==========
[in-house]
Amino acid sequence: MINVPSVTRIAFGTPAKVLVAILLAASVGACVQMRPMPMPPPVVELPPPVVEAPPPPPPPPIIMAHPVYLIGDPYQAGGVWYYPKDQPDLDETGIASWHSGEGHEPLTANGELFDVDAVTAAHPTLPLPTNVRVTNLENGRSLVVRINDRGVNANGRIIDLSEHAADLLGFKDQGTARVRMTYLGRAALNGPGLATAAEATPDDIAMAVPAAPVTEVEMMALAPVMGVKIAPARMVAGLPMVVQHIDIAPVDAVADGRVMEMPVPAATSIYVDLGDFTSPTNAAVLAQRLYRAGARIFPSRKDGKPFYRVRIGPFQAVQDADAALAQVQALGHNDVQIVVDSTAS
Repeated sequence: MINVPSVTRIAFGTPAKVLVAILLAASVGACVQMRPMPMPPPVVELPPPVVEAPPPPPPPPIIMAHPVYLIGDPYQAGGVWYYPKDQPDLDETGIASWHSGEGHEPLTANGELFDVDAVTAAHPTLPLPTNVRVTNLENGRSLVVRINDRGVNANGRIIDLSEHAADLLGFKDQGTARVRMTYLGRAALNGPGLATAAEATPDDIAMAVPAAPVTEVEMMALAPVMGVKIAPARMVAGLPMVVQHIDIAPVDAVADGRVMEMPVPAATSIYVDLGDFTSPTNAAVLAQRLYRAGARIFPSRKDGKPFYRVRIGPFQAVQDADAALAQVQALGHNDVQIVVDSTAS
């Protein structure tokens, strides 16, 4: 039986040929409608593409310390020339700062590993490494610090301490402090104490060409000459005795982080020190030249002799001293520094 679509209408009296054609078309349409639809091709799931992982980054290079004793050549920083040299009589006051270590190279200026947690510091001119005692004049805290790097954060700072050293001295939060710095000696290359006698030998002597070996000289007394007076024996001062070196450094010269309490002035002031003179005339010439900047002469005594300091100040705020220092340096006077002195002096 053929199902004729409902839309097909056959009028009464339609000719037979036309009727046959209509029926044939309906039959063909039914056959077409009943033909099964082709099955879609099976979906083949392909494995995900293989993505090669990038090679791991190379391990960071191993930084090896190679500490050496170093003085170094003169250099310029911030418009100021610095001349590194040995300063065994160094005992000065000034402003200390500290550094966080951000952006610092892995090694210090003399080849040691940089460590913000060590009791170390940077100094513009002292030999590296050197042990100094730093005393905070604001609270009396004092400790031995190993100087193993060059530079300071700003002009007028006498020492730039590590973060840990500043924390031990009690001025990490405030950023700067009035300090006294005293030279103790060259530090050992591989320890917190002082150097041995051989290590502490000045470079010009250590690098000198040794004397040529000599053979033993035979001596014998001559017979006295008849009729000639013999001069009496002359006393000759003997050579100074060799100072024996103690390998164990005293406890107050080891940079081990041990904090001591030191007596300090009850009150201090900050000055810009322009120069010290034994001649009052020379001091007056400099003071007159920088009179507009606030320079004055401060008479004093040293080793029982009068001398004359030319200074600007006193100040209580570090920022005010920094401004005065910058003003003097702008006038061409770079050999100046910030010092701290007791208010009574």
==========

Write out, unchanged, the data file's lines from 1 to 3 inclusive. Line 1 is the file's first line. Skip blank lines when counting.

[in-house]
Amino acid sequence: MINVPSVTRIAFGTPAKVLVAILLAASVGACVQMRPMPMPPPVVELPPPVVEAPPPPPPPPIIMAHPVYLIGDPYQAGGVWYYPKDQPDLDETGIASWHSGEGHEPLTANGELFDVDAVTAAHPTLPLPTNVRVTNLENGRSLVVRINDRGVNANGRIIDLSEHAADLLGFKDQGTARVRMTYLGRAALNGPGLATAAEATPDDIAMAVPAAPVTEVEMMALAPVMGVKIAPARMVAGLPMVVQHIDIAPVDAVADGRVMEMPVPAATSIYVDLGDFTSPTNAAVLAQRLYRAGARIFPSRKDGKPFYRVRIGPFQAVQDADAALAQVQALGHNDVQIVVDSTAS
Repeated sequence: MINVPSVTRIAFGTPAKVLVAILLAASVGACVQMRPMPMPPPVVELPPPVVEAPPPPPPPPIIMAHPVYLIGDPYQAGGVWYYPKDQPDLDETGIASWHSGEGHEPLTANGELFDVDAVTAAHPTLPLPTNVRVTNLENGRSLVVRINDRGVNANGRIIDLSEHAADLLGFKDQGTARVRMTYLGRAALNGPGLATAAEATPDDIAMAVPAAPVTEVEMMALAPVMGVKIAPARMVAGLPMVVQHIDIAPVDAVADGRVMEMPVPAATSIYVDLGDFTSPTNAAVLAQRLYRAGARIFPSRKDGKPFYRVRIGPFQAVQDADAALAQVQALGHNDVQIVVDSTAS